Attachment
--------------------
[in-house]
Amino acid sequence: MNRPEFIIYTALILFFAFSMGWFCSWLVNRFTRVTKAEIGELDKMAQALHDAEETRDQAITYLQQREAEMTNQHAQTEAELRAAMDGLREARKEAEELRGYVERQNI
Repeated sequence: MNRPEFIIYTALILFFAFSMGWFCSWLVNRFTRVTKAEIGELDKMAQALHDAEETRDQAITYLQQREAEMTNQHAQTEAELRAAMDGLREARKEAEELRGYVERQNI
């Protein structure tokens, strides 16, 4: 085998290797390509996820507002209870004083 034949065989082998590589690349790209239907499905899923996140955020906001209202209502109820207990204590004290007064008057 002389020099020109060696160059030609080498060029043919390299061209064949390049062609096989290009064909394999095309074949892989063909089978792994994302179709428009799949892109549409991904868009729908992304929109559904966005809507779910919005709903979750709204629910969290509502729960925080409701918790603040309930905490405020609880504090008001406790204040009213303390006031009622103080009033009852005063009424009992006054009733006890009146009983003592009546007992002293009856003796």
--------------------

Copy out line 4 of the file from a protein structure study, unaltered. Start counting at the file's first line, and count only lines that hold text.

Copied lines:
């Protein structure tokens, strides 16, 4: 085998290797390509996820507002209870004083 034949065989082998590589690349790209239907499905899923996140955020906001209202209502109820207990204590004290007064008057 002389020099020109060696160059030609080498060029043919390299061209064949390049062609096989290009064909394999095309074949892989063909089978792994994302179709428009799949892109549409991904868009729908992304929109559904966005809507779910919005709903979750709204629910969290509502729960925080409701918790603040309930905490405020609880504090008001406790204040009213303390006031009622103080009033009852005063009424009992006054009733006890009146009983003592009546007992002293009856003796």